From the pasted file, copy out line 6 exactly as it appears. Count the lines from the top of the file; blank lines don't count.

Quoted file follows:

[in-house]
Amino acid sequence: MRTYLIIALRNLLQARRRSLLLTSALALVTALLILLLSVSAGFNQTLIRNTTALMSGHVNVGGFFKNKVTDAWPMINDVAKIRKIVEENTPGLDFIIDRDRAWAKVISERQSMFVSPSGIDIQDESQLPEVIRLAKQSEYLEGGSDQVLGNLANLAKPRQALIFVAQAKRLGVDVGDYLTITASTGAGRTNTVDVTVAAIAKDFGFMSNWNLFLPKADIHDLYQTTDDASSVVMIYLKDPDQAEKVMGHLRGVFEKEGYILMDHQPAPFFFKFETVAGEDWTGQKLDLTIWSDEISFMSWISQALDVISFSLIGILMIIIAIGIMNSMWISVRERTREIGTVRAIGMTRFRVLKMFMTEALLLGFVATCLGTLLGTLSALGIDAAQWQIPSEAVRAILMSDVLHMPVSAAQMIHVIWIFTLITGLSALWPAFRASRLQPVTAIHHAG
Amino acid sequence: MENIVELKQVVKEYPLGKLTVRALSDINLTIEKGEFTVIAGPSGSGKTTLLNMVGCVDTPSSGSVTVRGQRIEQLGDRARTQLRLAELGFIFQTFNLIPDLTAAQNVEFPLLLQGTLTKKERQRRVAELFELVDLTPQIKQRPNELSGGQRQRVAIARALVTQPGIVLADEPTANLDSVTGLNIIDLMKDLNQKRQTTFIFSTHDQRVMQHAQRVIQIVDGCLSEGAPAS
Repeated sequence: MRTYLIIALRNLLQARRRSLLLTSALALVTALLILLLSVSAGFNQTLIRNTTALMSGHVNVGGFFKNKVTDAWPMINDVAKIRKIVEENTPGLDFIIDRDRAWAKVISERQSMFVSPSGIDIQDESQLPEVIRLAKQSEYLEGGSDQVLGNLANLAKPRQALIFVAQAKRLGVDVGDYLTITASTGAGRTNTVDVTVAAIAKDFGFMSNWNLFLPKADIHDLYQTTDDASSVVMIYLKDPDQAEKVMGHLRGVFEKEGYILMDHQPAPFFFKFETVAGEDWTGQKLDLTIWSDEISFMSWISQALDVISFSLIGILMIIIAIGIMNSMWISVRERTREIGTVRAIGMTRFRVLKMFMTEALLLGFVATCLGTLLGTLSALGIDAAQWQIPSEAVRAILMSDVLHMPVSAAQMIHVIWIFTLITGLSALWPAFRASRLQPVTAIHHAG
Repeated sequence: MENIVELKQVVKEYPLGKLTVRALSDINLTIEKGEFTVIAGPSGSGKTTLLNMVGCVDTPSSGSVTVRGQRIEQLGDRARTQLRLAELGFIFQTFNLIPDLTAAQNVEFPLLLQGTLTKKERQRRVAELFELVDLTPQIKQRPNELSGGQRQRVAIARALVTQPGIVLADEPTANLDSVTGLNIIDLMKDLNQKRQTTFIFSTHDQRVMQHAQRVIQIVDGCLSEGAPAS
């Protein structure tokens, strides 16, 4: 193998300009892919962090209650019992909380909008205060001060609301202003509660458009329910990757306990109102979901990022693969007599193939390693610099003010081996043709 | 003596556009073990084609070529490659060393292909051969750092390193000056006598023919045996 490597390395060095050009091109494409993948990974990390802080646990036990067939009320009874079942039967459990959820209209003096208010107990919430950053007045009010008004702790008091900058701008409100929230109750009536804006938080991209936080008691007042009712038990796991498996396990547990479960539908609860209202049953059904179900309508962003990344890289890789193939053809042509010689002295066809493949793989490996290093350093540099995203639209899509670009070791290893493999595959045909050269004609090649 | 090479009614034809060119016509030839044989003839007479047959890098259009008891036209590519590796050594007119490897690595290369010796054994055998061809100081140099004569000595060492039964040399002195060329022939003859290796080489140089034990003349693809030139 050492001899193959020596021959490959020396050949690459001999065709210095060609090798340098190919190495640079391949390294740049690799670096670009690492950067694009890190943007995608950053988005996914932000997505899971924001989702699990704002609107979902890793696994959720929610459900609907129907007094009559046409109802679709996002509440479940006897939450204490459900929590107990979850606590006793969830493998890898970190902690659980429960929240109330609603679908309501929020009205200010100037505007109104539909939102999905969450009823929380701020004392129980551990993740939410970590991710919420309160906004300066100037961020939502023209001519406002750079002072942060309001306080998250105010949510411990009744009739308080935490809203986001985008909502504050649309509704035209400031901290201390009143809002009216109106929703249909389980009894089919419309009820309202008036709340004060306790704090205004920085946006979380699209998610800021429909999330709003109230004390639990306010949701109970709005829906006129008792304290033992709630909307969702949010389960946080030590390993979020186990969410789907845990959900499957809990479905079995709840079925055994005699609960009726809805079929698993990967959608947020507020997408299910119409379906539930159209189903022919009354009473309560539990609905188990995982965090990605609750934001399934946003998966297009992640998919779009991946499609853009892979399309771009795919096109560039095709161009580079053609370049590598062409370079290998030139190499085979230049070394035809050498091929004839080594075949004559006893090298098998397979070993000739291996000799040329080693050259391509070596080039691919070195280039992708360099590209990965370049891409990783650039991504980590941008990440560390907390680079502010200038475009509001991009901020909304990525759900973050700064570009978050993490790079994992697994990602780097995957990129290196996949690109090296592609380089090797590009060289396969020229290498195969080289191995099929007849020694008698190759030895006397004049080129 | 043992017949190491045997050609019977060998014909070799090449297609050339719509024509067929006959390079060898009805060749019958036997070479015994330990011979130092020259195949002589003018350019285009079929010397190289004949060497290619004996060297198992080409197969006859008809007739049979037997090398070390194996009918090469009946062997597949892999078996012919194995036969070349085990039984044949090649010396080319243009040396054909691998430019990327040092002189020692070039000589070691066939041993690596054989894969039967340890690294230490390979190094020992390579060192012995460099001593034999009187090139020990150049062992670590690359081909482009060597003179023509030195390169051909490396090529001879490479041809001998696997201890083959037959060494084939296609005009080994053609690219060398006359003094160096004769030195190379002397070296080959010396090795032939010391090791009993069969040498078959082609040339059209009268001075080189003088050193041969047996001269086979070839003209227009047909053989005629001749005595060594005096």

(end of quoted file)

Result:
């Protein structure tokens, strides 16, 4: 193998300009892919962090209650019992909380909008205060001060609301202003509660458009329910990757306990109102979901990022693969007599193939390693610099003010081996043709 | 003596556009073990084609070529490659060393292909051969750092390193000056006598023919045996 490597390395060095050009091109494409993948990974990390802080646990036990067939009320009874079942039967459990959820209209003096208010107990919430950053007045009010008004702790008091900058701008409100929230109750009536804006938080991209936080008691007042009712038990796991498996396990547990479960539908609860209202049953059904179900309508962003990344890289890789193939053809042509010689002295066809493949793989490996290093350093540099995203639209899509670009070791290893493999595959045909050269004609090649 | 090479009614034809060119016509030839044989003839007479047959890098259009008891036209590519590796050594007119490897690595290369010796054994055998061809100081140099004569000595060492039964040399002195060329022939003859290796080489140089034990003349693809030139 050492001899193959020596021959490959020396050949690459001999065709210095060609090798340098190919190495640079391949390294740049690799670096670009690492950067694009890190943007995608950053988005996914932000997505899971924001989702699990704002609107979902890793696994959720929610459900609907129907007094009559046409109802679709996002509440479940006897939450204490459900929590107990979850606590006793969830493998890898970190902690659980429960929240109330609603679908309501929020009205200010100037505007109104539909939102999905969450009823929380701020004392129980551990993740939410970590991710919420309160906004300066100037961020939502023209001519406002750079002072942060309001306080998250105010949510411990009744009739308080935490809203986001985008909502504050649309509704035209400031901290201390009143809002009216109106929703249909389980009894089919419309009820309202008036709340004060306790704090205004920085946006979380699209998610800021429909999330709003109230004390639990306010949701109970709005829906006129008792304290033992709630909307969702949010389960946080030590390993979020186990969410789907845990959900499957809990479905079995709840079925055994005699609960009726809805079929698993990967959608947020507020997408299910119409379906539930159209189903022919009354009473309560539990609905188990995982965090990605609750934001399934946003998966297009992640998919779009991946499609853009892979399309771009795919096109560039095709161009580079053609370049590598062409370079290998030139190499085979230049070394035809050498091929004839080594075949004559006893090298098998397979070993000739291996000799040329080693050259391509070596080039691919070195280039992708360099590209990965370049891409990783650039991504980590941008990440560390907390680079502010200038475009509001991009901020909304990525759900973050700064570009978050993490790079994992697994990602780097995957990129290196996949690109090296592609380089090797590009060289396969020229290498195969080289191995099929007849020694008698190759030895006397004049080129 | 043992017949190491045997050609019977060998014909070799090449297609050339719509024509067929006959390079060898009805060749019958036997070479015994330990011979130092020259195949002589003018350019285009079929010397190289004949060497290619004996060297198992080409197969006859008809007739049979037997090398070390194996009918090469009946062997597949892999078996012919194995036969070349085990039984044949090649010396080319243009040396054909691998430019990327040092002189020692070039000589070691066939041993690596054989894969039967340890690294230490390979190094020992390579060192012995460099001593034999009187090139020990150049062992670590690359081909482009060597003179023509030195390169051909490396090529001879490479041809001998696997201890083959037959060494084939296609005009080994053609690219060398006359003094160096004769030195190379002397070296080959010396090795032939010391090791009993069969040498078959082609040339059209009268001075080189003088050193041969047996001269086979070839003209227009047909053989005629001749005595060594005096």